LABEL: RED BULL RECORDS
RELEASE DATE: JUNE 10, 2014
Hot off of the hype that 2013’s EP Sick built up, Beartooth has released Disgusting, the debut full-length from Caleb Shomo’s solo project. Unfortunately, the hype behind the album fails to match the quality of the album. Disgusting sounds like a disorganized attempt at punk rock trying to sound clean.
Disgusting is a 12 track album, but it could also be the same song on repeat twelve times if it wasn’t for the changing lyrics. Very quickly, it becomes apparent that each song feels schizophrenic. Shomo can usually be heard wailing in increasing anger until he shrieks angrily before breaking into a Hot Topic-made chorus seemingly meant to appeal to disenfranchised teenagers. “I just want to feel loved!” repeats Shomo over and over again on the album’s closer, “Sick and Disgusting.” Maybe the message is genuine, but it’s driven into the ground by excessive repetition. Shomo doesn’t ever seem to say something once; lines are repeated over and over again, and choruses are only special because of the jarring shift to polished, clean vocals.
Musically, Disgusting does draw from elements of modern hardcore, both aggressive and artsy, but those moments never last, pushed aside for generic choruses and the same type of breakdown every track. It all becomes a very weird mix, generally sounding very unpleasant. It’s hard to take Shomo’s emotions seriously when angry shouts are followed by Pro-Tools perfected cleans. As soon as Beartooth gathers steam, it deflates boringly into a forgettable chorus. A few songs, such as “Keep Your American Dream” manage to stick partially in the mind, but they are, for the most part, forgettable.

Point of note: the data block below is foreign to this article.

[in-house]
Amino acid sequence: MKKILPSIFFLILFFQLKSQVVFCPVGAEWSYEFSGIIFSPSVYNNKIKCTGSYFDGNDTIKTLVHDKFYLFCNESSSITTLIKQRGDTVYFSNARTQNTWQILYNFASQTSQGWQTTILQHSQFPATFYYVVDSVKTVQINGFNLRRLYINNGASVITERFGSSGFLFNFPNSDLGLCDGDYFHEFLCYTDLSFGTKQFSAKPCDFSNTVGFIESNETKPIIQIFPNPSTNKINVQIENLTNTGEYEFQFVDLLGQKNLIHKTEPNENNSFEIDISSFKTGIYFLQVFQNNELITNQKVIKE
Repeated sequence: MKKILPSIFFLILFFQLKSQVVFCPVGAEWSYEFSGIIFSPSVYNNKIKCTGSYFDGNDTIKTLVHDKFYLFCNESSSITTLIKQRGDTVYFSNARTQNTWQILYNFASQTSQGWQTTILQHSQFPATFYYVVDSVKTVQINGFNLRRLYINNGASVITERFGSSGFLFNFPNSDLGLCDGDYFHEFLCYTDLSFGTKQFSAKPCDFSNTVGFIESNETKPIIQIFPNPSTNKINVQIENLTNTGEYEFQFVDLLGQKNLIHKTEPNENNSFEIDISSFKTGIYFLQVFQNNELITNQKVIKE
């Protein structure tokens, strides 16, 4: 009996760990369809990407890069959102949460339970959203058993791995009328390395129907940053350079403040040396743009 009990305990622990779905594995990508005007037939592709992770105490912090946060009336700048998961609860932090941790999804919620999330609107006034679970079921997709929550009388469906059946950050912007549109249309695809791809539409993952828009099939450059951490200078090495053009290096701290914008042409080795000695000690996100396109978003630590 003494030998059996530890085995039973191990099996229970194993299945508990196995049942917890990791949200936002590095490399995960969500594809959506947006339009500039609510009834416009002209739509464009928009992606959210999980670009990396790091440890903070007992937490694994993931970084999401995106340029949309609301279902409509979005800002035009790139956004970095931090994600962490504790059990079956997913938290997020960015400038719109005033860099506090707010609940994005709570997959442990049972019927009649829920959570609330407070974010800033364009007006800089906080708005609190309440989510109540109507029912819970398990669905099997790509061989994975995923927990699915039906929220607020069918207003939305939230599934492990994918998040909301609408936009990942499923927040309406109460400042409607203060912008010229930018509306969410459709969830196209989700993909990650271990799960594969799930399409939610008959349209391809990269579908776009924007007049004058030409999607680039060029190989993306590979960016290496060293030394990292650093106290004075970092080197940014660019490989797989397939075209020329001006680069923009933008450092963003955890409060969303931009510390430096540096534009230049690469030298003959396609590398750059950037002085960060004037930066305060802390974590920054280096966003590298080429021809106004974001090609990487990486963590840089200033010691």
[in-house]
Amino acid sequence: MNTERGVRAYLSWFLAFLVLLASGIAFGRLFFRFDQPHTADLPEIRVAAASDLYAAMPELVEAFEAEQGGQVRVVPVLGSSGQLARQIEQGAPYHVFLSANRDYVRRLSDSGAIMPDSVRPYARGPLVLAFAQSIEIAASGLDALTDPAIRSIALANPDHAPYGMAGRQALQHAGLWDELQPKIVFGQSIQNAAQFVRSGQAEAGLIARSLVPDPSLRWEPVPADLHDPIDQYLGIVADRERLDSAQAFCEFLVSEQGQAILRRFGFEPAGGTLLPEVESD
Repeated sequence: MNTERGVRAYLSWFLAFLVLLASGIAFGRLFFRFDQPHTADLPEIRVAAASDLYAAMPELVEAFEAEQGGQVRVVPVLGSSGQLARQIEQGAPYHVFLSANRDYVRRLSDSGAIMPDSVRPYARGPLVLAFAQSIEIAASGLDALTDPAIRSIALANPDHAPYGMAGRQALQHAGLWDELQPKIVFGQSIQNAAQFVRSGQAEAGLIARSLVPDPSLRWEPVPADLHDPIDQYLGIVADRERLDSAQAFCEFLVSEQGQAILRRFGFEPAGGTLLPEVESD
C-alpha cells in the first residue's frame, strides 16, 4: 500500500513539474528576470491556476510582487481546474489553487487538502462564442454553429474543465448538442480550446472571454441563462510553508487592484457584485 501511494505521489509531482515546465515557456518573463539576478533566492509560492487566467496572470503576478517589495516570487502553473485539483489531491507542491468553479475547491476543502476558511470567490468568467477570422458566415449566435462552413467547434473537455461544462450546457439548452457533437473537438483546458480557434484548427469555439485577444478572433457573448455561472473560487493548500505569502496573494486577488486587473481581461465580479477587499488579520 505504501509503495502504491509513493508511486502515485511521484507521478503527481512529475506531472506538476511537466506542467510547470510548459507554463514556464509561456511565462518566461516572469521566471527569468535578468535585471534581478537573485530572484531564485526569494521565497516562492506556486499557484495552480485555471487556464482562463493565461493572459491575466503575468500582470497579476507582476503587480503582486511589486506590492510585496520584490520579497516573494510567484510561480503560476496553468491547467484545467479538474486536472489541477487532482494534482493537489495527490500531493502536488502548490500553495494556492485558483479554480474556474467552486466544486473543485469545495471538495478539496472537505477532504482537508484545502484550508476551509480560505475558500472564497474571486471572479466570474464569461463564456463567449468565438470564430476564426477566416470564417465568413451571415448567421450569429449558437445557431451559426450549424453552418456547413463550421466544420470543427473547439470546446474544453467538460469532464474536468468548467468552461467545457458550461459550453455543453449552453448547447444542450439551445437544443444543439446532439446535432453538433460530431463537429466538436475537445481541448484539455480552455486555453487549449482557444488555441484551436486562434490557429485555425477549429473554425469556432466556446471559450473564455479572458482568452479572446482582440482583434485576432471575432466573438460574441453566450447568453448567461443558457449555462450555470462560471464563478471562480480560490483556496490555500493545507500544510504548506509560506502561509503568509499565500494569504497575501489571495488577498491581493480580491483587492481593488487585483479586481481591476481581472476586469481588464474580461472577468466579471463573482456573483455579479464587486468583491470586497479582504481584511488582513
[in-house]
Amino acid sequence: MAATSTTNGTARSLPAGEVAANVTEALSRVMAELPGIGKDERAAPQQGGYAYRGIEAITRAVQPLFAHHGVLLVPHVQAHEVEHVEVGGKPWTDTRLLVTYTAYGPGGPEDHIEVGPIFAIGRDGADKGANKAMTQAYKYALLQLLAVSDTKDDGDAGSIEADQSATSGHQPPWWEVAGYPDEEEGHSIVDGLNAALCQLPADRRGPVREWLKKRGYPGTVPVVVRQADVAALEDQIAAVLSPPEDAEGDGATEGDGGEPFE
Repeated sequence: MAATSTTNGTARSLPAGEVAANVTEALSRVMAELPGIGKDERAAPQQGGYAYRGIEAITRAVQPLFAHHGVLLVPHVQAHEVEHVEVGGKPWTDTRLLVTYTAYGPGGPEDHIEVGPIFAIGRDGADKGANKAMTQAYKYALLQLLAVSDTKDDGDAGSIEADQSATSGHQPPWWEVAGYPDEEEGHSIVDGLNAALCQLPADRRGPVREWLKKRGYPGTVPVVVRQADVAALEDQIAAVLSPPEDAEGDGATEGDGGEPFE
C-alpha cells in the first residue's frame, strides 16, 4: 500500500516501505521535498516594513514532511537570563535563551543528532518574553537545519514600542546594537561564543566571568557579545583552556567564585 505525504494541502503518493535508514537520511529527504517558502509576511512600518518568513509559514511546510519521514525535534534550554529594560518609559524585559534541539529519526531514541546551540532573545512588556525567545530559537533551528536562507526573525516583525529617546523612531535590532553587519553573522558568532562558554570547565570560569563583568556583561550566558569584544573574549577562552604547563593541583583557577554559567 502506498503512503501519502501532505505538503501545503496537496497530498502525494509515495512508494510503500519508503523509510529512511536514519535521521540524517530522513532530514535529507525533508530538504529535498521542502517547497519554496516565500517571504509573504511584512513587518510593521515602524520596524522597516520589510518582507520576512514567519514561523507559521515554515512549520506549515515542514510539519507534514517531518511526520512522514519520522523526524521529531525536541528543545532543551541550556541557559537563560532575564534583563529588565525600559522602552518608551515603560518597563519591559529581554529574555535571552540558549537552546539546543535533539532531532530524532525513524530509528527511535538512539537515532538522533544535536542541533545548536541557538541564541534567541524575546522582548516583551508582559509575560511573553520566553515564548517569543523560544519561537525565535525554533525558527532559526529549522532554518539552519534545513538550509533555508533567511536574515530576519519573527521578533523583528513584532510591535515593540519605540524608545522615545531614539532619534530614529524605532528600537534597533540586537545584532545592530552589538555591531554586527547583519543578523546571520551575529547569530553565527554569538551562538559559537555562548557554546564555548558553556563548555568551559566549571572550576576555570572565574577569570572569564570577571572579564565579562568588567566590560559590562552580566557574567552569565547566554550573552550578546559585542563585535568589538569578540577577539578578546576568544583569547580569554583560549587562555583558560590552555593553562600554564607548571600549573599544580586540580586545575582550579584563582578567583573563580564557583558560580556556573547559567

The lyrics on Disgusting are well-meaning, but are ultimately negated by excessive repetition. Shomo tends to repeat phrases incessantly; eventually, it starts to feel like a drill between the ears, because each chorus is fairly similar. Themes explored on Disgusting will hit home with a lot of Beartooth’s target audience: abuse, depression and suicide, and being oneself are commonplace lyrical topics throughout the album. The nobility of the themes is lost, however, after being smashed over the head repeatedly with messages of hope. Not that positivity is a negative thing, but it is positivity that borders on constant preachiness. Still, it is refreshing to hear such frankness in Shomo’s lyrics.
Beartooth’s debut is a disappointing effort from a musician who has teased such potential. Disgusting quickly starts to feel like a repetitive collection of singles rather than a cohesive and original album, brought down by a consistently erratic formula and a bludgeoning of overplayed lyrics.